Technical debt arises whenever you decide to do something that requires effort to correct at a later date.
For example, if you’re writing code in a programming language which hasn’t been updated in years and doesn’t support modern approaches to testing and development (like unit tests), then this is an example of technical debt.
You might decide not to migrate away from this old version of the language because it would be too much work or cause too much disruption – but since this decision has already been made, there will now be extra work required later on to make changes in future versions.
Development teams encounter technical debt for several reasons, both internal and external:
In short, technical debt is any component that detracts from the value proposition delivered by an agile software project—and there are plenty out there!
We distinguish 4 types of Technical Debt
Everything we do affects technical debt and we should be aware of the impact. Throughout every sprint, we need to know how much refactoring has been done and how much more is necessary. This can be measured by tracking hours spent on refactoring and the size of user stories in the backlog compared to the agile team’s velocity.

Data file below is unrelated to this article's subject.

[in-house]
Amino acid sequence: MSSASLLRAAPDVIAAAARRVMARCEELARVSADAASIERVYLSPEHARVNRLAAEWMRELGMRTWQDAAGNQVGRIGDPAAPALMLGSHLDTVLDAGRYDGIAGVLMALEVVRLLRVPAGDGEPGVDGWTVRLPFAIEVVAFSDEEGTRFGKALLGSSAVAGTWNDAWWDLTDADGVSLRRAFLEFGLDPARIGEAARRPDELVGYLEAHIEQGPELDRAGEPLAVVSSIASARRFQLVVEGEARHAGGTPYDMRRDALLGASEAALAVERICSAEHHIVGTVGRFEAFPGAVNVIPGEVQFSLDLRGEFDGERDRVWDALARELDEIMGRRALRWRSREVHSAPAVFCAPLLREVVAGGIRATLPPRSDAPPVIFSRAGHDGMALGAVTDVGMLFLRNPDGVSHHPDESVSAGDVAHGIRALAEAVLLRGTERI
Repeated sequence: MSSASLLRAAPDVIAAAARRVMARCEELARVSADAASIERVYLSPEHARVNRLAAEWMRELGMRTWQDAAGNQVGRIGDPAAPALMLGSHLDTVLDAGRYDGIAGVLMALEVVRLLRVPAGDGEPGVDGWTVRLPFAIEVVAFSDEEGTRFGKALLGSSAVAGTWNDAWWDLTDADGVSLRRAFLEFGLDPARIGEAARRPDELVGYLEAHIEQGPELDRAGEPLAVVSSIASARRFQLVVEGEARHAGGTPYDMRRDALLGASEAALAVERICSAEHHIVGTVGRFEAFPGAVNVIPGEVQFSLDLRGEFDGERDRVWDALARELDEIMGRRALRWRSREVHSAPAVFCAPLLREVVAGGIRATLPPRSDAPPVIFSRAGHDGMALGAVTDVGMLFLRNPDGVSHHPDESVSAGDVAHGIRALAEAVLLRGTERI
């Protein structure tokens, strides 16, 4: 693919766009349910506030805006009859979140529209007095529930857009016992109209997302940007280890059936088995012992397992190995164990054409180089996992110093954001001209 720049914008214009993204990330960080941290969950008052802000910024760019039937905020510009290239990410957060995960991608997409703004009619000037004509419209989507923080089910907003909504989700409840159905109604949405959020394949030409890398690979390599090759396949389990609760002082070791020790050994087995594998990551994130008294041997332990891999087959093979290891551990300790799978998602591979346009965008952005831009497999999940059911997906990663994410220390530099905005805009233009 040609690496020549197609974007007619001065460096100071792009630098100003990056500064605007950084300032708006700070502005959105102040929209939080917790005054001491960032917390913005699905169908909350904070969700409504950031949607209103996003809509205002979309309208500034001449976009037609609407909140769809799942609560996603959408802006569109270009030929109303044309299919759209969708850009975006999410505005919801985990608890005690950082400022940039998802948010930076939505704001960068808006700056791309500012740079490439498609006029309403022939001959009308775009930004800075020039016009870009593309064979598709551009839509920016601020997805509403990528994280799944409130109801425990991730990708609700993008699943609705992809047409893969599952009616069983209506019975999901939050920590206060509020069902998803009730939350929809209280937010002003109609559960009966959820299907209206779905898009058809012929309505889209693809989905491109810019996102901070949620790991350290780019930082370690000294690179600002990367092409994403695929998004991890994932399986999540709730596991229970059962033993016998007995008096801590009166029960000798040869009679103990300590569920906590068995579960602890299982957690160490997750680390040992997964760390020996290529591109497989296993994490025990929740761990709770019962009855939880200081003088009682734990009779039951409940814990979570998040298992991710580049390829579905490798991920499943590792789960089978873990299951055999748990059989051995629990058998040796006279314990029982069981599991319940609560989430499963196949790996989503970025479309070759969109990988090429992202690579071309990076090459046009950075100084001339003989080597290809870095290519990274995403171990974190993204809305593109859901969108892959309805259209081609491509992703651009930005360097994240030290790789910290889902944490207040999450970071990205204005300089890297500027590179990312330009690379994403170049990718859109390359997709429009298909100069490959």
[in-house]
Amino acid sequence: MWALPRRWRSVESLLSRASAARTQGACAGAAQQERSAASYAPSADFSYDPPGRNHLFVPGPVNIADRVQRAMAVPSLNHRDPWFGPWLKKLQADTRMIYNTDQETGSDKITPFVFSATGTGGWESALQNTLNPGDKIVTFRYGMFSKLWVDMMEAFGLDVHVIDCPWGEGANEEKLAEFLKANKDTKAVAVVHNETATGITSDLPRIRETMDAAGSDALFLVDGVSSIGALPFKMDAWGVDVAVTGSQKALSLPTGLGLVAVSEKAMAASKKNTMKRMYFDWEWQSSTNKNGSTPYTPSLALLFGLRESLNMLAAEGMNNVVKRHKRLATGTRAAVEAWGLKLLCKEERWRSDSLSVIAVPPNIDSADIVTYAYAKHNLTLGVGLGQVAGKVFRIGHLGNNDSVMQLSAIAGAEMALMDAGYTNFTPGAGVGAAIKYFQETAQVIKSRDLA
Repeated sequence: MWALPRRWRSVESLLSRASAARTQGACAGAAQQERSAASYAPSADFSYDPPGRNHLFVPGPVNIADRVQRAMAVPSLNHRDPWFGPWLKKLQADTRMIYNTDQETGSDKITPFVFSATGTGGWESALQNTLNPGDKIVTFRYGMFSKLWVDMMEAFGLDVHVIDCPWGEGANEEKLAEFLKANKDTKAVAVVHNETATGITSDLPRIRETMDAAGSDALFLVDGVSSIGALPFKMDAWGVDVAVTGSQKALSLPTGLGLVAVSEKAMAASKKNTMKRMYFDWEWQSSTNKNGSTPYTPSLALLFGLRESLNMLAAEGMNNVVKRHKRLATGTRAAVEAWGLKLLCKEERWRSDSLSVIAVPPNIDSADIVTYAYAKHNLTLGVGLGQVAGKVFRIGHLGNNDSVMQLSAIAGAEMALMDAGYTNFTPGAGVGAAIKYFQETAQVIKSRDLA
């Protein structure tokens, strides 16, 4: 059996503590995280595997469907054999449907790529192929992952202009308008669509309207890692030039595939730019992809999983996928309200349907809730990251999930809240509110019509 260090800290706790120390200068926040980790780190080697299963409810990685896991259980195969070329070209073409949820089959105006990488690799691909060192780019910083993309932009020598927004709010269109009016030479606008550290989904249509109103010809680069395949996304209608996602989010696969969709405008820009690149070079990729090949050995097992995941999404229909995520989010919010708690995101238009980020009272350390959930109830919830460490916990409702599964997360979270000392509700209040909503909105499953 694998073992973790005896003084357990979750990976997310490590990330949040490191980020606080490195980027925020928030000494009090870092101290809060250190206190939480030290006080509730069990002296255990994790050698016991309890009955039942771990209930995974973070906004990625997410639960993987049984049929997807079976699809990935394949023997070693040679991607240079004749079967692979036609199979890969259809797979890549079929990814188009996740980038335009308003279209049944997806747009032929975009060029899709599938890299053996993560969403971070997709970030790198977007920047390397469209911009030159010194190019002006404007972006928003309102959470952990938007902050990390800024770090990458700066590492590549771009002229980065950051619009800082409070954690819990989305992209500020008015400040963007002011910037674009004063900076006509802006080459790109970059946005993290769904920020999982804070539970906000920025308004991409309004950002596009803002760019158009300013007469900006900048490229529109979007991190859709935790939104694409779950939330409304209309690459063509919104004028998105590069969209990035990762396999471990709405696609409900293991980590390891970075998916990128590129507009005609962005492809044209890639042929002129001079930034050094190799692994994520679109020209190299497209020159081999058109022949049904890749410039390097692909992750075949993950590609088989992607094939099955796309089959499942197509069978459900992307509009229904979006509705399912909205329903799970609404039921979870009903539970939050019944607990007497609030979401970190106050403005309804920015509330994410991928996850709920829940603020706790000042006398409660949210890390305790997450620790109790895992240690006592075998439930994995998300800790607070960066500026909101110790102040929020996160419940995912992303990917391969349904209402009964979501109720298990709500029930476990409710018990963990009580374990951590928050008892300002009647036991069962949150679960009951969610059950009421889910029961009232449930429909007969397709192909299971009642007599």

Refactoring is the process of improving code without changing its external behaviour.
We need to plan for paying off technical debt in every sprint. It’s impossible to know the exact consequences of each change until it’s implemented, but this doesn’t mean you shouldn’t have some idea of what needs to happen down the road. This ensures that when problems arise, they don’t derail your team’s progress.
If you know that two weeks from now you’ll need all new API endpoints and authentication systems, then now would be the perfect time to start planning out how those changes will occur without impacting other projects or causing unnecessary delays.
While technical debt is a useful tool, it must be managed carefully. If left to grow unchecked, it can have a negative impact on the team, product and business.
Technical debt can be managed by paying it down with refactoring. By doing this, you’ll improve the codebase while reducing technical debt at the same time!
In conclusion, technical debt can have its merits as it may save a lot of time. It can help land a critical customer when the product is released early or achieve cost savings that can be invested elsewhere. – as long as we keep its existence in the back of our heads and allocate time to deal with it in the (near) future!
Originally published May 11, 2022 11:32:49 AM, updated May 11 2022.